Carl Djerassi, who died last Friday -January 30th-, was one of the most productive chemists of his time. He developed antihistamines, founded biomedical companies, taught chemistry and even wrote several novels and non-fiction books. But what many consider his greatest achievement was the first synthesis –in collaboration with Luis Miramontes and George Rosengkranz- of an oral contraceptive pill in 1951.
As has happened with many scientific discoveries, the initial research that led to the pill was focused on something totally different. Djerassi was working for the pharmaceutical company Syntex using locally grown yams to produce cortisone in the search for a wonder drug for arthritis. He decided to go for partial synthesis using diosgenin as starting material and it turned out that diosgenin can also be used to prepare progestogen (the synthetic version of the female sex hormone). He accomplished the first synthesis of a steroidal oral contraceptive in October 1951 and sent the substance to a number of endocrinologists. Gregory G. Pincus and John Rock proved its efficacy in animals and humans respectively and, in 1957, the US Food and Drug Administration authorised marketing of the steroids for limited use. Three years later, Enovid, the first birth-control pill, was licensed.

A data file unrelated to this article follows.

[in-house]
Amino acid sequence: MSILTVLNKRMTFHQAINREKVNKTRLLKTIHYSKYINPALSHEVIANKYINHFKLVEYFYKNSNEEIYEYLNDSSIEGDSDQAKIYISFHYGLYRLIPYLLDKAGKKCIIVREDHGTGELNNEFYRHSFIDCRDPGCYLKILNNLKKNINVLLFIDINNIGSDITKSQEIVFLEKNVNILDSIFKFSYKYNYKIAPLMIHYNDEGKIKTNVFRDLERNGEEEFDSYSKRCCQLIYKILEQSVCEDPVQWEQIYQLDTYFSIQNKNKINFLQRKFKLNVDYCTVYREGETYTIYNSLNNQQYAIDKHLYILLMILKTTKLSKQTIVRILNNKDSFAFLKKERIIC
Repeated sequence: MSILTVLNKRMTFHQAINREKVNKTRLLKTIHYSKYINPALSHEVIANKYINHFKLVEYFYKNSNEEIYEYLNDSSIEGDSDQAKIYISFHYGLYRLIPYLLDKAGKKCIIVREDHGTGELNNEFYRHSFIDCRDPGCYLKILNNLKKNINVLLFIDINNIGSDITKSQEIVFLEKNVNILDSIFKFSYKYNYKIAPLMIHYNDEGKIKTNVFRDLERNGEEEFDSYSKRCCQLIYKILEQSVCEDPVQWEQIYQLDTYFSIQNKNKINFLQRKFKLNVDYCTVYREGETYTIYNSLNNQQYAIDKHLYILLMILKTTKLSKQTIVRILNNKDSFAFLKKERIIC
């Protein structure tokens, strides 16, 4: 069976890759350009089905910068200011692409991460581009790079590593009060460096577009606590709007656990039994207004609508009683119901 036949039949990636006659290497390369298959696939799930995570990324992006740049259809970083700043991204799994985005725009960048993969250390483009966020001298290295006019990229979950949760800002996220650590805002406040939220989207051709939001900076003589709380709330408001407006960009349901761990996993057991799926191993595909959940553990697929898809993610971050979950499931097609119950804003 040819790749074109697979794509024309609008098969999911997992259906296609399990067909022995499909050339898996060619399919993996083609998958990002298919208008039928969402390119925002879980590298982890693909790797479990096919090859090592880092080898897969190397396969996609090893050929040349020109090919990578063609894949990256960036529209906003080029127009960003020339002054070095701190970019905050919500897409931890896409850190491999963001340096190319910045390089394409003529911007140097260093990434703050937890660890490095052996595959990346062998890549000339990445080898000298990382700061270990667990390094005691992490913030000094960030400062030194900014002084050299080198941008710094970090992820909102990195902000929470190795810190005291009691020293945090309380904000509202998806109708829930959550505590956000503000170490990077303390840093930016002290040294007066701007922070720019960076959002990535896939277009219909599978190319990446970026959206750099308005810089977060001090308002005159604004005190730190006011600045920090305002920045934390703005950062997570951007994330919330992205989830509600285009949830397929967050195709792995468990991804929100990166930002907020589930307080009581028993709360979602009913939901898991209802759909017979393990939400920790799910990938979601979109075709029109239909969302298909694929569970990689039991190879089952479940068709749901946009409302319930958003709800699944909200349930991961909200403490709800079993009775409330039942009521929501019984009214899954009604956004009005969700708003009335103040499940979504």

Djerassi provided a contraceptive method that was a scientific breakthrough affecting human reproduction. But the important this is that this has led to a major change in society. Being able to plan motherhood was a radical change in the lives of women, allowing greater access to education and to the labor market. It was a revolution with a great impact on social organisation. It changed the nature of human reproduction and now it is seen as one of the key episodes in the 20th century social and biomedical history.